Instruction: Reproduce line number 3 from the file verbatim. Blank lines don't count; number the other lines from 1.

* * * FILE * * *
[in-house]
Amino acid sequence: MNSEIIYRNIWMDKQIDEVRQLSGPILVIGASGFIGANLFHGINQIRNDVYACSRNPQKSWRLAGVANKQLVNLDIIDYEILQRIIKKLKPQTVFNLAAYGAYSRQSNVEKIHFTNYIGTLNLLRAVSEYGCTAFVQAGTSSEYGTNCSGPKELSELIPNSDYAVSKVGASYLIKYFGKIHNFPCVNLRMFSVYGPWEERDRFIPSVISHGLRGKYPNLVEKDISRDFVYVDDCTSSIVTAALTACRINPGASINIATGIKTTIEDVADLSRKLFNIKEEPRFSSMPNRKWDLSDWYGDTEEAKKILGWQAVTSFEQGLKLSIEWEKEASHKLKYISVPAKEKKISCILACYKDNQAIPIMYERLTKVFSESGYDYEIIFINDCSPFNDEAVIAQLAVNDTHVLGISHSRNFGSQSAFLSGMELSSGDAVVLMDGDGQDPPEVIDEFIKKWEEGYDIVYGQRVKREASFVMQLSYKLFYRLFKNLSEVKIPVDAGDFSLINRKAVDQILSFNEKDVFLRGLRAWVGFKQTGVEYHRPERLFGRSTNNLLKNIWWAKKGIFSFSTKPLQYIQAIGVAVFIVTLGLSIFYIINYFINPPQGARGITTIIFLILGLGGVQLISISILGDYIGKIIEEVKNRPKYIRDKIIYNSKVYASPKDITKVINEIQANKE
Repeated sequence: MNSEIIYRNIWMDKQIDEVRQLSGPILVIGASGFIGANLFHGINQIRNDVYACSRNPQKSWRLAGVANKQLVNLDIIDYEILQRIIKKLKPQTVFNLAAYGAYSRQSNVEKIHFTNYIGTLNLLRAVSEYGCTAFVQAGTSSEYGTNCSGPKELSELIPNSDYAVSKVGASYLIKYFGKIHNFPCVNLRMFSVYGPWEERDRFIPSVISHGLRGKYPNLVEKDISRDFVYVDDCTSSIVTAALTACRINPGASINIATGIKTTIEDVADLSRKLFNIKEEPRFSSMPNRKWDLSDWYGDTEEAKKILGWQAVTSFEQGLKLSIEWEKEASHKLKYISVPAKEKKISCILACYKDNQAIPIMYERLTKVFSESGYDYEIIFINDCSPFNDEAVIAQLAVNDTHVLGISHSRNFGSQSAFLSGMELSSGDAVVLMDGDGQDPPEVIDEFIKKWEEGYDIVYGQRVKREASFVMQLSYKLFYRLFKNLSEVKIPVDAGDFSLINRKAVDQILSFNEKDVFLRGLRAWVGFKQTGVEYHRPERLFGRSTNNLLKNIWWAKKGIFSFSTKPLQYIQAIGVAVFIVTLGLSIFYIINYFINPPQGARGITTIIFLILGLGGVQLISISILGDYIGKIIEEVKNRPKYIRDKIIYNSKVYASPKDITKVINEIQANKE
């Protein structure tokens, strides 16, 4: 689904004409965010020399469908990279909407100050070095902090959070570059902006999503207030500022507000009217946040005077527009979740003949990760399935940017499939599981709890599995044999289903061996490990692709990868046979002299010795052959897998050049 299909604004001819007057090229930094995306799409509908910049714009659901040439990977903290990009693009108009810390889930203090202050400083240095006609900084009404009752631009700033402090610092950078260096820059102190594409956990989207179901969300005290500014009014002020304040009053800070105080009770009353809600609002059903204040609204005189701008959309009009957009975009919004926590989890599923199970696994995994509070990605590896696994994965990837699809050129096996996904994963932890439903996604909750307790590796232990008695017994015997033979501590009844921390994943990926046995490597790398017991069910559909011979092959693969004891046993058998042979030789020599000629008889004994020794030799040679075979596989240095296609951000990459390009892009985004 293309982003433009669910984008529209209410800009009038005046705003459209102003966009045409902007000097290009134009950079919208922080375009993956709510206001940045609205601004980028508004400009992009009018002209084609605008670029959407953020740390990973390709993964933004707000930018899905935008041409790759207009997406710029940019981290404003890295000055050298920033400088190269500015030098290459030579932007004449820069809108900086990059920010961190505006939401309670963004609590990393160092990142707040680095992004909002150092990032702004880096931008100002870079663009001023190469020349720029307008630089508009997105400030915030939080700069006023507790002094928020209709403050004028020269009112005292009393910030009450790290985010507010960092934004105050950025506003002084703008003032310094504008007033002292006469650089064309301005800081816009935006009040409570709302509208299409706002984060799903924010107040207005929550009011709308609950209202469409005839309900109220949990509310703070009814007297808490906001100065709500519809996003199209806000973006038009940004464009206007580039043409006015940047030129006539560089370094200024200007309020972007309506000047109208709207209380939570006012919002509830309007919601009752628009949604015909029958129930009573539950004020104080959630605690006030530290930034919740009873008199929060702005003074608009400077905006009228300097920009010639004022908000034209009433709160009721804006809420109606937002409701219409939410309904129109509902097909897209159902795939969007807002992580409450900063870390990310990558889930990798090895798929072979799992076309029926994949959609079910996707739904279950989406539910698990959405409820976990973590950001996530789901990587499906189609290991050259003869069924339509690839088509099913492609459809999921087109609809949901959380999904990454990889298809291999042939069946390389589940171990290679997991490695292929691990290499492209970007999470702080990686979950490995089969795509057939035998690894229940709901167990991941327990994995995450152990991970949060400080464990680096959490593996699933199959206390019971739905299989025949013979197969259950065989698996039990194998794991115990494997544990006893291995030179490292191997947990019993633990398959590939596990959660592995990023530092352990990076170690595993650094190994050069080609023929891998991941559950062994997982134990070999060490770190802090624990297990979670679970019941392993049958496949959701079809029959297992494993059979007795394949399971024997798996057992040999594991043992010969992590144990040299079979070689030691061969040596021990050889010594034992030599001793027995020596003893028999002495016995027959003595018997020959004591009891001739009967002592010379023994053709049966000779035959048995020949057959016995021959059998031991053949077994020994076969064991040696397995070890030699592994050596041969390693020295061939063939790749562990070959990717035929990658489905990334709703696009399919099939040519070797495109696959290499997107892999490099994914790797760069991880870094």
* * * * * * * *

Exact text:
Repeated sequence: MNSEIIYRNIWMDKQIDEVRQLSGPILVIGASGFIGANLFHGINQIRNDVYACSRNPQKSWRLAGVANKQLVNLDIIDYEILQRIIKKLKPQTVFNLAAYGAYSRQSNVEKIHFTNYIGTLNLLRAVSEYGCTAFVQAGTSSEYGTNCSGPKELSELIPNSDYAVSKVGASYLIKYFGKIHNFPCVNLRMFSVYGPWEERDRFIPSVISHGLRGKYPNLVEKDISRDFVYVDDCTSSIVTAALTACRINPGASINIATGIKTTIEDVADLSRKLFNIKEEPRFSSMPNRKWDLSDWYGDTEEAKKILGWQAVTSFEQGLKLSIEWEKEASHKLKYISVPAKEKKISCILACYKDNQAIPIMYERLTKVFSESGYDYEIIFINDCSPFNDEAVIAQLAVNDTHVLGISHSRNFGSQSAFLSGMELSSGDAVVLMDGDGQDPPEVIDEFIKKWEEGYDIVYGQRVKREASFVMQLSYKLFYRLFKNLSEVKIPVDAGDFSLINRKAVDQILSFNEKDVFLRGLRAWVGFKQTGVEYHRPERLFGRSTNNLLKNIWWAKKGIFSFSTKPLQYIQAIGVAVFIVTLGLSIFYIINYFINPPQGARGITTIIFLILGLGGVQLISISILGDYIGKIIEEVKNRPKYIRDKIIYNSKVYASPKDITKVINEIQANKE